On March 15, a write-in candidate for Mayor of Baxter Estates, New York was elected. The write-in candidate, John Maher, is a member of the Independence Party.
Maher defeated the incumbent Mayor. The incumbent Mayor, James Neville, was the only candidate whose named was printed on the ballot. The Maher write-in candidacy was a “stealth” candidacy. The incumbent Mayor did not realize that a write-in campaign was being run against him. New York does not have a requirement that write-in candidates must file a declaration of write-in candidacy before the election (except that New York does have such a requirement for write-in presidential candidates).
On March 15, the First Circuit, which includes Puerto Rico, ordered a rehearing in Igartua v United States, 04-2186. The plaintiffs insist that the U.S. Constitution, as well as international treaties signed by the U.S., requires the United States to let Puerto Rican citizens vote for president. The Puerto Rican plaintiffs had lost the case on October 14, 2004, by a vote of 2-1. Now the entire First Circuit will rehear the case.
The order setting up the rehearing wants the attorneys to address the Universal Declaration of Human Rights, the Inter-American Democratic Charter of the Organization of American States, and the International Covenant on Civil and Political Rights. The United States signed all three agreements, and pledged not to discriminate against any group of adult citizens in voting.
HB 94 passed the Alaska House State Affairs committee on March 15. It sets up procedures for independent presidential candidates to get on the ballot (Alaska has never had such procedures).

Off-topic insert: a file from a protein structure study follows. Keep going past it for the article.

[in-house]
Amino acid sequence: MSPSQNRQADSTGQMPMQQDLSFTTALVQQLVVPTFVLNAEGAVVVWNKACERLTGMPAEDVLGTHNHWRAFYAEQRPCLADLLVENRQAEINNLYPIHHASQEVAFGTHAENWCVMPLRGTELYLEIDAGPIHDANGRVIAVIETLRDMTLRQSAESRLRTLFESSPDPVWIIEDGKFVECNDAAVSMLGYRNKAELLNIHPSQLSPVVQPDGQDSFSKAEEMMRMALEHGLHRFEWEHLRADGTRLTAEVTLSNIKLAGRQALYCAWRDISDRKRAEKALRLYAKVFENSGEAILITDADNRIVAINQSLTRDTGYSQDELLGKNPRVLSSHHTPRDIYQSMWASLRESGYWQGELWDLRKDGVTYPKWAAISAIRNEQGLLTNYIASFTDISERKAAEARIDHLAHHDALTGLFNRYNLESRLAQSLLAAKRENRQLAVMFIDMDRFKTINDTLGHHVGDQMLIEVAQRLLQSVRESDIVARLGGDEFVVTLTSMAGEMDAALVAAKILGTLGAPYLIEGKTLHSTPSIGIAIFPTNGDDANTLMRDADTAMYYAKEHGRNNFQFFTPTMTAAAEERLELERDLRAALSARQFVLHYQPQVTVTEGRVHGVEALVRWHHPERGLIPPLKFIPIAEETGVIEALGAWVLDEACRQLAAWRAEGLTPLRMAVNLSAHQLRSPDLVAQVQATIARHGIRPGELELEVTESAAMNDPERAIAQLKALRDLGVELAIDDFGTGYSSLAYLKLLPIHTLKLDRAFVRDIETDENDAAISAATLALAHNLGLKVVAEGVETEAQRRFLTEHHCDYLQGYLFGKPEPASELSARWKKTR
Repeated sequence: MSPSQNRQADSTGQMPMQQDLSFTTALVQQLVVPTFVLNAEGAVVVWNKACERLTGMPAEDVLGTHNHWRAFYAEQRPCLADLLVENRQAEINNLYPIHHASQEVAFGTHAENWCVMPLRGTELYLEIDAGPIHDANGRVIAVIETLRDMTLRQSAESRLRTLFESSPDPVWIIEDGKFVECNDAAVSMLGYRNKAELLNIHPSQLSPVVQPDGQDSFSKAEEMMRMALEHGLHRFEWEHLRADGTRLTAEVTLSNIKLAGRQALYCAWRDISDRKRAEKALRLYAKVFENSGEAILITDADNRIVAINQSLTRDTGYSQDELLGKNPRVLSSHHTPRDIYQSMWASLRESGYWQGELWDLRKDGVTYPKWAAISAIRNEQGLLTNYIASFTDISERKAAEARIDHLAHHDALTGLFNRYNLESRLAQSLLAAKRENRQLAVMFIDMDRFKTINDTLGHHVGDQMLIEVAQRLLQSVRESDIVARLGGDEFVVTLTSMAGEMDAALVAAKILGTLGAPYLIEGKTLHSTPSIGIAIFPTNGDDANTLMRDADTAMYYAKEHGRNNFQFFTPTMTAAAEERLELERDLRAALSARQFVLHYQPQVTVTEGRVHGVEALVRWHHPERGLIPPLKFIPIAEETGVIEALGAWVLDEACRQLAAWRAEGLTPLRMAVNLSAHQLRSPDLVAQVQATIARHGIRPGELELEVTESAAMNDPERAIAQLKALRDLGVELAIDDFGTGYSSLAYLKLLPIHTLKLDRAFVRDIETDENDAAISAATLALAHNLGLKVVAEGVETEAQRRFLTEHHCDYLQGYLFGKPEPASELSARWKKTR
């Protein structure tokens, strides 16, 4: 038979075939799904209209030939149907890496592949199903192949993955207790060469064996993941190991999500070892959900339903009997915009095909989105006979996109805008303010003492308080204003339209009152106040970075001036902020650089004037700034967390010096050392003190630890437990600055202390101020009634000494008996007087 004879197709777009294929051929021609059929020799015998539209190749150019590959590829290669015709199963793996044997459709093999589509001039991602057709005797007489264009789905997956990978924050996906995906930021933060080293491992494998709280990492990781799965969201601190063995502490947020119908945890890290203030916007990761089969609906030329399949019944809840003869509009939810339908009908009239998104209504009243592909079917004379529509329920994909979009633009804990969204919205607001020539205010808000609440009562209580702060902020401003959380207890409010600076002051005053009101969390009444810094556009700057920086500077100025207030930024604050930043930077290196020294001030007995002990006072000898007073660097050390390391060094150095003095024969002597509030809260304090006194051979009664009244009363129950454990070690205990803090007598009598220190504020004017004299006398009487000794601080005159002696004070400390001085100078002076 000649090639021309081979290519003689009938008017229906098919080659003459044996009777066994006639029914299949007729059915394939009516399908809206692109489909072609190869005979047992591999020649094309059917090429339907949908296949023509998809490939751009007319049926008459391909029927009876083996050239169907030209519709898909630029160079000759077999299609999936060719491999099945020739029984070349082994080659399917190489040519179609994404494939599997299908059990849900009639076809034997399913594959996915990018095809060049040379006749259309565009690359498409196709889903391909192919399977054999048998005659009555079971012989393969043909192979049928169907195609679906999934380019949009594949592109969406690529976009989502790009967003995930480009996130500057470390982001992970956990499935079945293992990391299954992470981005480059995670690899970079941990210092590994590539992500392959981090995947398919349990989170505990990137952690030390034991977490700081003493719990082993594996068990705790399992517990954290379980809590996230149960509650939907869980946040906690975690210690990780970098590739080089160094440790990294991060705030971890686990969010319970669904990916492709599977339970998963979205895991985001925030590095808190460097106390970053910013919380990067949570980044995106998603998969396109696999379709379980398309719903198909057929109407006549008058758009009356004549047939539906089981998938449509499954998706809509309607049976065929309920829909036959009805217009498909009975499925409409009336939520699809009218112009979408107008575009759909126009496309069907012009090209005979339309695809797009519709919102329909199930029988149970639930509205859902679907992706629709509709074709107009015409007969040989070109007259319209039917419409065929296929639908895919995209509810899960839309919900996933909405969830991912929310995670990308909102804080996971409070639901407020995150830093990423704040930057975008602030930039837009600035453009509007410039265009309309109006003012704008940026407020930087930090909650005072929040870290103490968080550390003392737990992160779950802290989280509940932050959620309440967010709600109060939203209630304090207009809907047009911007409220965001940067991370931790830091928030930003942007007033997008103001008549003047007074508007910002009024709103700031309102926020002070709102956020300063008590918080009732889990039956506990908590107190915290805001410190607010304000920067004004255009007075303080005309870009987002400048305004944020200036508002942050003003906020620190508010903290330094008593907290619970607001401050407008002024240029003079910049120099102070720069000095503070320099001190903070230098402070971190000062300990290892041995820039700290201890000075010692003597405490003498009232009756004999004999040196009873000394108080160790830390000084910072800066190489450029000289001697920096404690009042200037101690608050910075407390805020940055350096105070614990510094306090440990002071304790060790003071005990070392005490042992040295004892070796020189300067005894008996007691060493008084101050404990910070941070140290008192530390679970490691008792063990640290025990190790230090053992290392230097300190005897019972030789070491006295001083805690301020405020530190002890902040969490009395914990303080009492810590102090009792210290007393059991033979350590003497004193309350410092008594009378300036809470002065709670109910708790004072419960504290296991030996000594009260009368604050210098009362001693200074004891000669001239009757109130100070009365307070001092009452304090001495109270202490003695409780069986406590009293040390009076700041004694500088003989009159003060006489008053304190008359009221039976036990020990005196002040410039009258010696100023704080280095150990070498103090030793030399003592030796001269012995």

Also, it changes the vote test for a party to remain on the ballot in gubernatorial election years. Currently, in gubernatorial years, the vote test requires that a party poll 3% for Governor. The bill would change this to let a party remain on if it polls 3% for any of these races: governor, US Senate, or US House.
HB 94 also changes the alternate registration test for a party to remain on, from 3% of the last vote cast, to 2% of the total number of registered voters. 3% of the last vote cast is 9,258; 2% of the number of registered voters is 9,479. The Green Party tried very hard to persuade the committee to set the registration test at 1%, not 2%, but did not succeed.
The only minor party that as many as 9,479 registrations is the Alaskan Independence Party, but the Libertarians are working to increase their registration to that level.
On March 15, the California Assembly Elections Committee passed AB 43 by a vote of 4-1. It says that if a voter write-ins in a candidate but forgets to “X” the box next to the write-in line, the write-in is still valid. However, elections officials need not tally such votes unless there is a recount.
On March 14, Maine LD329 passed the Legal & Veterans Affairs Committee unanimously. Since the bill passed unanimously, it is likely to pass on the floors of both houses (in Maine, committees include members of both houses, so the bill has no more committees to pass).
LD329 makes it easier for a party to get and remain on the ballot. Current law says a party can remain on the ballot if it polled 5% for the office at the top of the ticket, in either of the last two elections. The bill keeps that provision in place, but adds an alternative, that the party has registration equal to 1% of the state total. If the party attains or keeps that registration, it need not worry about meeting the vote test.
In these four states, groups are working to improve that state’s ballot access laws. Here are links to their web sites: